By George Vaillant
In order to study aging at Harvard’s Study of Adult Development, for almost 50 years I have followed 824 men and women who previously had been prospectively studied by others. One hundred were intellectually gifted public school girls, 268 were socially advantaged men and 456 were severely socially disadvantaged inner city youth. All were studied from their teens until they were past age 80. The greatest finding of the study was that we keep growing all our lives. For the majority of study members, until about three years before they died, despite the inevitable illnesses of aging, life continued to bring a great deal of pleasure.
Two pillars of aging well were revealed by the 75-year-old study. One is love and the idea that other people matter. The second is finding a way of coping with life that does not push love away. For example, to my surprise, happiness during retirement was not significantly correlated with either income or health, whereas the maintenance of social supports remained all-important.
Genetic Illnesses Get in the Way
Three largely genetic illnesses, not usually emerging until midlife—alcoholism, dementia and major depression—all interfere with relationships and lead to aging poorly. Depression, however, gets better with aging; and in later life, about one-third of alcoholics become stably abstinent for decades, most often through Alcoholics Anonymous (AA).
The above findings have been documented in three study books: The Natural History of Alcoholism Revisited (Cambridge, Mass.: Harvard University Press, 1995), Aging Well (New York: Little, Brown and Company, 2002), and Triumphs of Experience (Cambridge, Mass.: Harvard University Press, 2012).
The following six AA slogans are useful to help us grow old:
Let Go and Let God. With old age, and with gardens, we must remain brave enough to change the things we can; serene enough to accept the things we can’t; and wise enough to know the difference. God grows the garden; you do not have to. The seasons change, and you accept them. There is no way that you can change the aging process; it is a vital part of the life cycle. It is accepting that fact that bestows wisdom.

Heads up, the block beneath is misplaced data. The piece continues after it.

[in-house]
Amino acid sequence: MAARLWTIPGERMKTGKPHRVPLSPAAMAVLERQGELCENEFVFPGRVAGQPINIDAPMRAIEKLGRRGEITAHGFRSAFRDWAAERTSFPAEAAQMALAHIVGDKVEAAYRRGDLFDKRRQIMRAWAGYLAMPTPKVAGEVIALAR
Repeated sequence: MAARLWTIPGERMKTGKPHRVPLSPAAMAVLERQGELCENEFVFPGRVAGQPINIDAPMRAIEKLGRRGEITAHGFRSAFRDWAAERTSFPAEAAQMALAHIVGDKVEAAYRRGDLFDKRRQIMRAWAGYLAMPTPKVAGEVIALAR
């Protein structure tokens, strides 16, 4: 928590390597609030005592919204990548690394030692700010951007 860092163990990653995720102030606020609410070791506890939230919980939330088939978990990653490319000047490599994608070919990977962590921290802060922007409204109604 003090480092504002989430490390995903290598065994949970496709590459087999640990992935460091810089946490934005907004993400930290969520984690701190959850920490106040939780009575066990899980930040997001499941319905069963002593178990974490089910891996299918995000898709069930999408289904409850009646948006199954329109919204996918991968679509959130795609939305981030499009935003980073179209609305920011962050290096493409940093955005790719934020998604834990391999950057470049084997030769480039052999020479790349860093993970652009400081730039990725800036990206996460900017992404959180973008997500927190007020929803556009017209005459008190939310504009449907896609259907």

First Things First. Hanging out with grandchildren takes precedence over almost everything. In old age you no longer have to keep up with the neighbors—just your grandkids.
One Day at a Time. Carpe diem. Seize the day, but only one day at a time. The past and the future can be, for the moment, ignored. Besides, in old age, what is not done today can be put off until tomorrow.
Easy Does It. In old age, your back is precious.
Cultivate an Attitude of Gratitude. In old age, we become dependent. We no longer have the luxury of the young—of doing everything ourselves. However painful, however difficult, in old age being conscientiously grateful beats the misery of complaining that you can’t drive, or see or shop any more.
Use the Telephone. Don’t nurse the “poor-me’s,” but ask for help. Successful aging, like sobriety and feeling tickled, can best be achieved in relationship.
Love, Gratitude, Forgiveness, Hope and Joy
Gardens are a good metaphor for aging. When we die, gardens live on after us. E. B. White described his wife Katharine in her final years: “The small, hunched-over figure, her studied absorption in the implausible notion that there would be yet another spring ... sitting there with her detailed [garden] chart ... in the dying October calmly planning the resurrection.”
Again, gardens remind the old that although happiness is harder to come by in old age, joy remains. The old man gets up in the morning. He is not happy with the nagging ache in his knee, or with the sagging pot around his middle, or with the persistent wagging tremor in his hand. But then, suddenly, outside the window there is his garden—God’s work as much as his own—and he feels joy.
True, we should steel ourselves to the fact that the final 1 or 2 percent of our lives may not be much fun; but, always, always, successful living means understanding that death is part of the journey. Besides, centenarians, on average, do pretty well until they pass their 97th birthdays.
King Lear provides a model of how not to grow old. Besides love and gratitude, aging well has something to do with forgiveness, hope and joy. Sure, healthy aging is to live a long time without disability. But more importantly, aging well includes the following characteristics: caring about others; being open to new ideas and, within the limits of physical health, maintaining social utility; and never complaining when you no longer can help others. Rather, those aging well show cheerful tolerance of the indignities of old age and gracefully accept dependency needs. Finally, aging well means retaining a sense of humor and a capacity for play.
George Vaillant, M.D., is a psychoanalyst, research psychiatrist and a professor at Harvard University. He directed Harvard’s Study of Adult Development for 35 years. He is the author of Aging Well, Triumphs of Experience, The Natural History of Alcoholism and Adaptation to Life.
Editor’s Note: This article appears in the July/August 2014 issue of Aging Today, ASA’s bi-monthly newspaper covering issues in aging research, practice and policy. ASA members receive Aging Today as a member benefit; non-members may purchase subscriptions at our online store or Join ASA.